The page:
Book Image

Data Science Algorithms in a Week - Second Edition

By : David Natingga
Book Image

Data Science Algorithms in a Week - Second Edition

By: David Natingga

Overview of this book

Machine learning applications are highly automated and self-modifying, and continue to improve over time with minimal human intervention, as they learn from the trained data. To address the complex nature of various real-world data problems, specialized machine learning algorithms have been developed. Through algorithmic and statistical analysis, these models can be leveraged to gain new knowledge from existing data as well. Data Science Algorithms in a Week addresses all problems related to accurate and efficient data classification and prediction. Over the course of seven days, you will be introduced to seven algorithms, along with exercises that will help you understand different aspects of machine learning. You will see how to pre-cluster your data to optimize and classify it for large datasets. This book also guides you in predicting data based on existing trends in your dataset. This book covers algorithms such as k-nearest neighbors, Naive Bayes, decision trees, random forest, k-means, regression, and time-series analysis. By the end of this book, you will understand how to choose machine learning algorithms for clustering, classification, and regression and know which is best suited for your problem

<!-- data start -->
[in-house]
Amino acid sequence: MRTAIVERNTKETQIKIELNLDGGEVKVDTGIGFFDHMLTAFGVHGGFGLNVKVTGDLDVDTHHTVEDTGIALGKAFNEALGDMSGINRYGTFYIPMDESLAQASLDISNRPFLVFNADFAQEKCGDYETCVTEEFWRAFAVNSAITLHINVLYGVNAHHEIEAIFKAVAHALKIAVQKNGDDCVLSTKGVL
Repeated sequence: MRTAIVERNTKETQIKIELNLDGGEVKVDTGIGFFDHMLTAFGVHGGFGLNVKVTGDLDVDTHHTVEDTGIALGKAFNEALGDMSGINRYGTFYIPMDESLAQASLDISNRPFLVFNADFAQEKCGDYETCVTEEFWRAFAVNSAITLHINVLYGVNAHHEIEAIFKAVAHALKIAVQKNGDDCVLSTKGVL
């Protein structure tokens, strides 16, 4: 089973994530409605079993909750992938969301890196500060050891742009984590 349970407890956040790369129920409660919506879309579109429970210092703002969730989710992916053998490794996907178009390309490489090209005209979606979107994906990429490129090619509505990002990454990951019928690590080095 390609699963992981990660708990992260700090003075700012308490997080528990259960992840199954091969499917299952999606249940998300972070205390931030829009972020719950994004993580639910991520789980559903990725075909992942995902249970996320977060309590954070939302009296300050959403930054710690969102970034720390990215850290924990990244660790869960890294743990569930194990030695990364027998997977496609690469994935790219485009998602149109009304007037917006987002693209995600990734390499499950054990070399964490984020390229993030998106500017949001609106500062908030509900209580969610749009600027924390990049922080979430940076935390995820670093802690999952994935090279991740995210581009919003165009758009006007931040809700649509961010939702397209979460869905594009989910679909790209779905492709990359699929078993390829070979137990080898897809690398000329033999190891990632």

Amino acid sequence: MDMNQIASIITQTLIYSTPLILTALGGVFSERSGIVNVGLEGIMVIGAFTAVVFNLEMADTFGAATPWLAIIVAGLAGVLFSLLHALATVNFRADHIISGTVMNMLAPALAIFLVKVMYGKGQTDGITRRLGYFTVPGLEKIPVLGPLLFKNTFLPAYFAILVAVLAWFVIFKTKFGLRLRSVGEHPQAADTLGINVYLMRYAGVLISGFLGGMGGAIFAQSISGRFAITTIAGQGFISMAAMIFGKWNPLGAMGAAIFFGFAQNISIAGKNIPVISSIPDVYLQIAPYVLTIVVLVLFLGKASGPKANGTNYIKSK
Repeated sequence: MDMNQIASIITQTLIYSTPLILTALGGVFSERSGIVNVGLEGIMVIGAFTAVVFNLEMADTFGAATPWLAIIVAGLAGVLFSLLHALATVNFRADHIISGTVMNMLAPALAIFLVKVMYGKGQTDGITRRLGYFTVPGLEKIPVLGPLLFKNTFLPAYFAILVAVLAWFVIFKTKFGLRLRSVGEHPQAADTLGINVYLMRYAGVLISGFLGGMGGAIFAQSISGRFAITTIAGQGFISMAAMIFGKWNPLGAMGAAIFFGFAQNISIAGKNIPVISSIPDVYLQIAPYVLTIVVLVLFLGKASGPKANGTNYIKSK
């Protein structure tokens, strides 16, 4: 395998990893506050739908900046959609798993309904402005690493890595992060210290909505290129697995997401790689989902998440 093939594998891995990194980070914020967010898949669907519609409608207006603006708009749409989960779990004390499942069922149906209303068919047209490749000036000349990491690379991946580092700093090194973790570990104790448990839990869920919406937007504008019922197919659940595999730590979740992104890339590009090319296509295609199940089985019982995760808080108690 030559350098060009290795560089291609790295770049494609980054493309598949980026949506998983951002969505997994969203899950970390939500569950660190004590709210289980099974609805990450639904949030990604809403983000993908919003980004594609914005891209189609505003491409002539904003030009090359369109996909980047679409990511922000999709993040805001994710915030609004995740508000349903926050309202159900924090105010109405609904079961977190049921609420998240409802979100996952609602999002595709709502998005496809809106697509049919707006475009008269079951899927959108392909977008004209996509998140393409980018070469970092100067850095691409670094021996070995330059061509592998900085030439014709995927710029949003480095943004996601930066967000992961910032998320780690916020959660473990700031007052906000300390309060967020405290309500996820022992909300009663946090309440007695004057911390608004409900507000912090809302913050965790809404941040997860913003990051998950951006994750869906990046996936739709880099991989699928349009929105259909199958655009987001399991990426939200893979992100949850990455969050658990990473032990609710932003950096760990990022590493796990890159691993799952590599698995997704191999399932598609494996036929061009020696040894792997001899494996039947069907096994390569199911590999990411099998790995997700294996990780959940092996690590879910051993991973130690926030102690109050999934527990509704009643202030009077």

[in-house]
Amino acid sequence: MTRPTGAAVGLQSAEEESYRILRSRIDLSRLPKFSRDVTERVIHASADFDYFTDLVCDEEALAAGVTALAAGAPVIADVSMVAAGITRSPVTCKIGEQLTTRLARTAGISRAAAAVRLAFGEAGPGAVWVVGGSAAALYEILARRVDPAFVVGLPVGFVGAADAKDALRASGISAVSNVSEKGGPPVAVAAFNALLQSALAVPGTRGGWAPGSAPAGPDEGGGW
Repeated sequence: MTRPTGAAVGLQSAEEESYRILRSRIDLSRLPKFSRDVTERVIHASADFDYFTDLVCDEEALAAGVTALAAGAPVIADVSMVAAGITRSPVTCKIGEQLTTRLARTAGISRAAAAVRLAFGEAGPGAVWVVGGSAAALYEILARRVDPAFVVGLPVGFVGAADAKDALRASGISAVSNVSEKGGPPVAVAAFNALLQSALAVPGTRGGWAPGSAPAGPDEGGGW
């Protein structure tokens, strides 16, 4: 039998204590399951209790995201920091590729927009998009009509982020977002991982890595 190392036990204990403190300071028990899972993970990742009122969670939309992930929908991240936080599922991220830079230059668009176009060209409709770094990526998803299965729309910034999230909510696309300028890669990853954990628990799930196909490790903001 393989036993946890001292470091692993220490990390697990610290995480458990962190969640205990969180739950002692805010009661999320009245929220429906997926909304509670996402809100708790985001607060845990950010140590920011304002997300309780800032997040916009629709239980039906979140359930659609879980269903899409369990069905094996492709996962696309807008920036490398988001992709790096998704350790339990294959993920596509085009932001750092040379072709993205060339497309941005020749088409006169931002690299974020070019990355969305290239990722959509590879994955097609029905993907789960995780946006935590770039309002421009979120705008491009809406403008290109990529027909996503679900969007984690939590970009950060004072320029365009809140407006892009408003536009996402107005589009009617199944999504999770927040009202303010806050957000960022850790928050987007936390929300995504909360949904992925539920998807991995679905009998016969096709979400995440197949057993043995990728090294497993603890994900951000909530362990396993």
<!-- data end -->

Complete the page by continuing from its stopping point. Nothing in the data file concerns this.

Table of Contents (16 chapters)
Title Page
Packt Upsell
Glossary of Algorithms and Methods in Data Science

Information theory

Information theory studies thequantification of information, its storage, and communication. We introduce concepts of information entropy and information gain, which are used to construct a decision tree using the ID3 algorithm.

Information entropy

The information entropy of any given piece data is a measure of the smallest amount of information necessary to represent a data item from that data. The units of information entropy are familiar - bits, bytes, kilobytes, and so on. The lower the information entropy, the more regular the data is, and the more patterns occur in the data, thus, the smaller the quantity of information required to represent it. That is how compression tools on computers can take large text files and compress them to a much smaller size, as words and word expressions keep reoccurring, forming a pattern.

Coin flipping

Imagine we flip an unbiased coin. We would like to know whether the result is heads or tails. How much information do we need to represent...